Monday, April 29, 2013

Social Justice Event

Social Justice Event
I decided to do my social justice event on The Immortal life Of Henrietta Lacks. For one my classes we are required to read this book, and we had to attend a discussion on how race played a big role in Henrietta Lacks’ treatment.
            For those of you who have not read the book, it is about a poor black woman whose cells were taken form her without her knowledge. They called them HeLa Cells- these cells became one of the most important tools in medicine and produced billions of dollars. Her family was very poor and never received anything from Henrietta’s cells.  Often people question if this process would have been different if Henrietta was a white female, would she have known that doctors were going to take cells from her?
            The first text I would like to relate this too is “Tracking” by Jeannie Oakes. I know her story is all about why Schools need to take other routes and has absolutely nothing to do with hospitals, but it totally reminded me of this.  Henrietta Lacks was very poor; she couldn’t afford any type of health insurance that is why she ended up at Johns Hopkins Hospital. Hopkins was known as a charity hospital and one of the few hospitals that would actually treat black people. This hospital was totally tracked; they had one section for white people and one section for black people.  I believe that this is a main reason why people are starting to question of Henrietta’s treatment was standard, or if it was an experimental procedure. If Henrietta were a white female on the white floor would the doctors have asked permission for them to take a piece of her cancer tissue. One of the big issues that Oakes points out in the reading is that by tracking it causes uneven opportunities. This can totally apply to Henrietta Lacks’ story!
            The second text I would like to relate this too is Amazing Grace by Jonathon Kozel. Kozel basically says that history repeats itself. Racism and poverty repeats due to the system and codes of power. Kozel tells a story about a woman who was being treated in a hospital and she talks about how poorly she was treated. “I went to the hospital and, when I get there, it’s six hours before they can put me in a bed. Then, when I go upstairs, the room is not prepared. The bed is covered with blood and bandages from someone else. Flowers are scattered on the floor. Toilet’s stopped with toilet paper. Bed hasn’t been made. I’d been through this once before. Either you wait for hours until someone cleans the room or else you clean the room yourself.”  This quote reminds me of Henrietta Lack’ experience in the hospital. Due to the fact that she was a poor black woman with no health insurance her stays at the hospital were miserable. She would have to wait hours in severe pain before she would get meds. Because of poverty and the codes of power these doctors treated this who side of the hospital this way.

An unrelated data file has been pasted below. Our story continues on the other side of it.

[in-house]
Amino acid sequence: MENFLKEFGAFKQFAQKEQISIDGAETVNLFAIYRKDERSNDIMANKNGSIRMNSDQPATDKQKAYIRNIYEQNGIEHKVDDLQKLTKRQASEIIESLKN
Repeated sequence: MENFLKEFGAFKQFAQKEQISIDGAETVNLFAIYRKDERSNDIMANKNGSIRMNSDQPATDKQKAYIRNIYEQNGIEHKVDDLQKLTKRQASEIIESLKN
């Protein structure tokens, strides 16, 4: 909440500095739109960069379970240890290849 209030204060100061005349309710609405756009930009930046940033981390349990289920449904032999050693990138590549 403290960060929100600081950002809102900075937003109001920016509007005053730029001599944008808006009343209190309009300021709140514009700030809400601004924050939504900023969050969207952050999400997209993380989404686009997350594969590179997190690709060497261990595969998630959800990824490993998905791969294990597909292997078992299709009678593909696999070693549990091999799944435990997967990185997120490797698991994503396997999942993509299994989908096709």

The last text this relates to is Privilege, Power and Difference by Allen G. Johnson.  Johnson says, “A huge store of knowledge, from scientific research to passionate memoirs, documents this trouble and leaves no doubt that it causes enormous amounts of injustice and unnecessary suffering.” Johnson wants to change the rules of power. The reason this reminded me of Henrietta Lacks is because her race played a big role in the way she was treated. It was injustice that because of her race, she didn’t have an option on what hospital was going to treat her. If the codes of power were different back then, maybe she wouldn’t of been pushed away so many times.  I feel very strong, that If Henrietta was a white woman that she would have been taken more seriously.

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